While the show was coming to an end, Grimm’s executive producers David Greenwalt and Jim Kouf talked to Yahoo, analyzed the answers from 250 Grimm fans around the world to nine questions about the show, and they also answered them. In this article, the EPs look at the last four questions:
- What are the things you like best about the show?
- What story arc did you like the best?
- Who did you want Nick to end up with — Adalind or Eve/Juliette?
- Would you have liked to see more of Trubel or Meisner?
Take a sneak at the Yahoo article.
DAVID GREENWALT AND JIM KOUF ASK: What are the things you like best about the show?
ANALYZING THE ANSWERS: The answer is all the things. At least that’s what it seems like when you’re thumbing through the questionnaires and you see such a range of answers, including some very personal and powerful ones. When Jules Ian Albis, who hails from the Philippines, was diagnosed with cancer, Grimm was the only thing that made her forget that she was sick. Chiara Balestri wanted to thank the show for helping her “Monroe-esque husband” learn English.
Grimm basically had people at hello. They were hooked from the pilot by the quirky Portland setting, the reluctant hero, the calling, the mashup of cop show and paranormal fairy tales, and the mythology of grimms. “The breadth of the history, the books, the names, the spells, the storylines are all so detailed. It’s so rich it’s almost believable,” wrote Emily Loucks. “The richness of the world harkens back to the vastness of the Star Trek universe.”
People loved when it was time to hit the trailer for research. Gina R.M. Armer wishes it were still around: “Such a cool Airstream! I personally wanted to climb in there and read the books with the awesome drawings and test out the weird weapons and devices. I was really upset when Eve burned that trailer. Such betrayal.”
The show’s popularity also owes a ton to what lordofthebeasts labeled a “wide variety of colorful monsters” and the special effects used to create them. Bonnie Davidson added, “The wesen are so detailed and the woging itself is an incredible process.” And even though some were familiar bedtime stories or book characters, Lori Ratcliff appreciated “seeing old stories given a new spin.”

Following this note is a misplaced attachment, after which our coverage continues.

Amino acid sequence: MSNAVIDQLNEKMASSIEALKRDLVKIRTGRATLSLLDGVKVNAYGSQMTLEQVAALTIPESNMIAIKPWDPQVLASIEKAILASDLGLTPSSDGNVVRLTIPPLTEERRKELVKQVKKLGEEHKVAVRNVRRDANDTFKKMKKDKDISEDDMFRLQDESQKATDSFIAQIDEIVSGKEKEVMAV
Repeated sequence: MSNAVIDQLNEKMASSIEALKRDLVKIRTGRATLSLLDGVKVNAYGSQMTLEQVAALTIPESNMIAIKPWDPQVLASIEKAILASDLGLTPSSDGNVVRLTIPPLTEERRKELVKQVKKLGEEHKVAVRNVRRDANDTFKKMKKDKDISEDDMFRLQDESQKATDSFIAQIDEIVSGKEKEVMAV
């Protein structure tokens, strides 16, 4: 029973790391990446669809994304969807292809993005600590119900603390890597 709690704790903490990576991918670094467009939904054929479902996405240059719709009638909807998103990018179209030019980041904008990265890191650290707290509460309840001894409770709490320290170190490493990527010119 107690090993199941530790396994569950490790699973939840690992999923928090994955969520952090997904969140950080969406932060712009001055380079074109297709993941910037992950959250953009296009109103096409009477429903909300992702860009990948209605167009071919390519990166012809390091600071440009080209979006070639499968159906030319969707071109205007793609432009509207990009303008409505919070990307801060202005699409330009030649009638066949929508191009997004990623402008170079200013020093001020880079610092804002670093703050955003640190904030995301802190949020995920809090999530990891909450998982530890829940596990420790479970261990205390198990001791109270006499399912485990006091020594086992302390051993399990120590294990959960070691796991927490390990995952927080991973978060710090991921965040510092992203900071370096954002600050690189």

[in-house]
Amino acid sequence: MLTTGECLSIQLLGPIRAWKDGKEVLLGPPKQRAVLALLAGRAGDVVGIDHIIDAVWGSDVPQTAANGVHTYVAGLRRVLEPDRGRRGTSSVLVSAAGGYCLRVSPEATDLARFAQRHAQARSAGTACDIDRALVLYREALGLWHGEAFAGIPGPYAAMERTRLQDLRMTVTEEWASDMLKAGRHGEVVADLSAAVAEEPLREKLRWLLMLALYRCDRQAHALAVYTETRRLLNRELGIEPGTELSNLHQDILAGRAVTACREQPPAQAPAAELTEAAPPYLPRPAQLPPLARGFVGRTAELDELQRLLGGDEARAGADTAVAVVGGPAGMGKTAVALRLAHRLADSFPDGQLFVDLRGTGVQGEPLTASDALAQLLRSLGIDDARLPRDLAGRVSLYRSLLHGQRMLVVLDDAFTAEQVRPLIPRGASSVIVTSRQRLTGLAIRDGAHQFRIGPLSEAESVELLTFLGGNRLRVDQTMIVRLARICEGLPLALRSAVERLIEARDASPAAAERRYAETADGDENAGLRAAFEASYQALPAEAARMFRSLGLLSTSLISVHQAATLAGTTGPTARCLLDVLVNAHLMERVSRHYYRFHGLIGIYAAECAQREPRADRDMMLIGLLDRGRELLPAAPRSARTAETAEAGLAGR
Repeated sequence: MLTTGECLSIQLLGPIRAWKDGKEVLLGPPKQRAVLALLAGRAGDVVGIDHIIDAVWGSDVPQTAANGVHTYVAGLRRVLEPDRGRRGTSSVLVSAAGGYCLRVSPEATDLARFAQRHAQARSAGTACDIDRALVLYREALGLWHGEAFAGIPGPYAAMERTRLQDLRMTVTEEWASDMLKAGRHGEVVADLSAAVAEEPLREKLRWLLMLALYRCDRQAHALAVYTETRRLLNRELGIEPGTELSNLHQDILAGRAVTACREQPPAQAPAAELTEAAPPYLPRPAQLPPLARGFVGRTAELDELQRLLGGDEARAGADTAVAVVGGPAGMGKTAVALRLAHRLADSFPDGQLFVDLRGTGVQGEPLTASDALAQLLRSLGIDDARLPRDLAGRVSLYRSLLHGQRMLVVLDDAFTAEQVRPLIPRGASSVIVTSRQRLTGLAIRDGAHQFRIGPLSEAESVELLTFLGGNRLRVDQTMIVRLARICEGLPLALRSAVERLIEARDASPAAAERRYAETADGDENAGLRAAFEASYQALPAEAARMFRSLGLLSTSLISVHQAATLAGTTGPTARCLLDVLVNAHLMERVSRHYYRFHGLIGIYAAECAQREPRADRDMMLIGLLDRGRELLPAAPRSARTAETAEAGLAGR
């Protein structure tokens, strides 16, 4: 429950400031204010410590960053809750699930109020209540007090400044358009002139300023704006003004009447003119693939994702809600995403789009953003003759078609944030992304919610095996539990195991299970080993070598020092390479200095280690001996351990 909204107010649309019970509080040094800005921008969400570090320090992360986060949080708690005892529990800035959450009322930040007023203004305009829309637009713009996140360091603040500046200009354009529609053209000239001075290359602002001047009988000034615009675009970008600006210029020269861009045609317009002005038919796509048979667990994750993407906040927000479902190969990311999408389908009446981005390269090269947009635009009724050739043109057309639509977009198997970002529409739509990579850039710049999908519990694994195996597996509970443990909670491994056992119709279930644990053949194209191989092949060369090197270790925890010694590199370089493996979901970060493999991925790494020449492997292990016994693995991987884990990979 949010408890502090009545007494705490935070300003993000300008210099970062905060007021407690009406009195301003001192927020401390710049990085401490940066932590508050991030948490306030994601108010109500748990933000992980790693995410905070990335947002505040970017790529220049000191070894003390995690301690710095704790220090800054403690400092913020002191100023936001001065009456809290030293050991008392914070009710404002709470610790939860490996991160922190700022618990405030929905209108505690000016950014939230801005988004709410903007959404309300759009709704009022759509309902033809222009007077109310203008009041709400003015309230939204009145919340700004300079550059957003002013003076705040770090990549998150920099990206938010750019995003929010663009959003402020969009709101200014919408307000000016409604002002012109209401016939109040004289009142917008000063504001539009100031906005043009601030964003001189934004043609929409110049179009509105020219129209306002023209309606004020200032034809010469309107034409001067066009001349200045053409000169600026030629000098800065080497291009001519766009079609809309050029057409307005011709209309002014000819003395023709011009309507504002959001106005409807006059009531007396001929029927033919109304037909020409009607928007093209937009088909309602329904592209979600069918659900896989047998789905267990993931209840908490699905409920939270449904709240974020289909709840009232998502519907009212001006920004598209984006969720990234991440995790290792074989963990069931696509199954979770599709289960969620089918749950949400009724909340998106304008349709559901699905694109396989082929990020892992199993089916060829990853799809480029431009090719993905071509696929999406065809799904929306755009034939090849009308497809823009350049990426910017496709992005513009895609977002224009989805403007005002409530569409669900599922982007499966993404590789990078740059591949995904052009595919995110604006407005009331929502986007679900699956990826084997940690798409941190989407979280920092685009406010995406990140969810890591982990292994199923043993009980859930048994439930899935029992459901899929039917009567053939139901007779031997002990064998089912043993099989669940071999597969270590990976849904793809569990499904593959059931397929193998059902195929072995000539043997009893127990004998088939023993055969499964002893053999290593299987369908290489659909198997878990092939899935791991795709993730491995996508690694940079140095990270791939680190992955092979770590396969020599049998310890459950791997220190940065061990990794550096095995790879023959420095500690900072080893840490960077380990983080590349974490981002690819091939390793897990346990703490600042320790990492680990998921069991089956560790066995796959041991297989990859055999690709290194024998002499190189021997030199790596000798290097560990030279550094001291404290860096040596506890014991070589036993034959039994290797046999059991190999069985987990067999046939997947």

Last week, with other questions, we covered that people adore the mix of humor, horror, and history. We also touched on favorite characters and how, in the end, the unique characters and overall cast chemistry were the foundation for fan devotion. Everyone gave two thumbs up to strong female characters and loved that Nick’s squad widened as the seasons went on. They enjoyed the mingling of wesen and humans. “I’m really glad Hank and Wu were brought into the fold,” Amanda Terwey said. “A hero needs confidants he/she can depend on like Buffy [had with] the Scoobies.”
DAVID GREENWALT RESPONDS: The showrunners were humbled by the mad love and kind words, especially about the casting and the characters. Because who knew and when was a constant battle in the writers’ room, and there was always concern that they didn’t get it right. Greenwalt remembered: “In my opinion, we had too many characters to begin with, and they just kept adding more, because it’s hard to service that many people. We were so fortunate we got really great, talented people. Jim and I sat in a room casting all day, every day for a month. Dave Giuntoli was one of the lesser-experienced actors, but, boy, was he good. Russell Hornsby was such a good partner with him. Reggie Lee actually read for Hank, but we liked Reggie so much we made up a character for him. Bitsie [Tulloch] was so amazing we couldn’t kill her off. Sasha Roiz came in to read for a character that was originally written as elderly and African-American. We were gonna do the classic gruff captain with a heart of gold, but who in our show would turn out to have a heart of evil. He said he came to the wrong audition, but he got that part because he was so good. Claire Coffee was virtually a walk-on in the pilot, and she just grew. Bree Turner came for possibly one episode around 15, and [ended up] doing the next 108 or whatever were left.”
He was also thrilled to hear that people recognized the multitude of powerful ladies in the mix, but made sure to point out that “strong three-dimensional characters are what matter, not their gender or sexual preference, we don’t put politics before character.”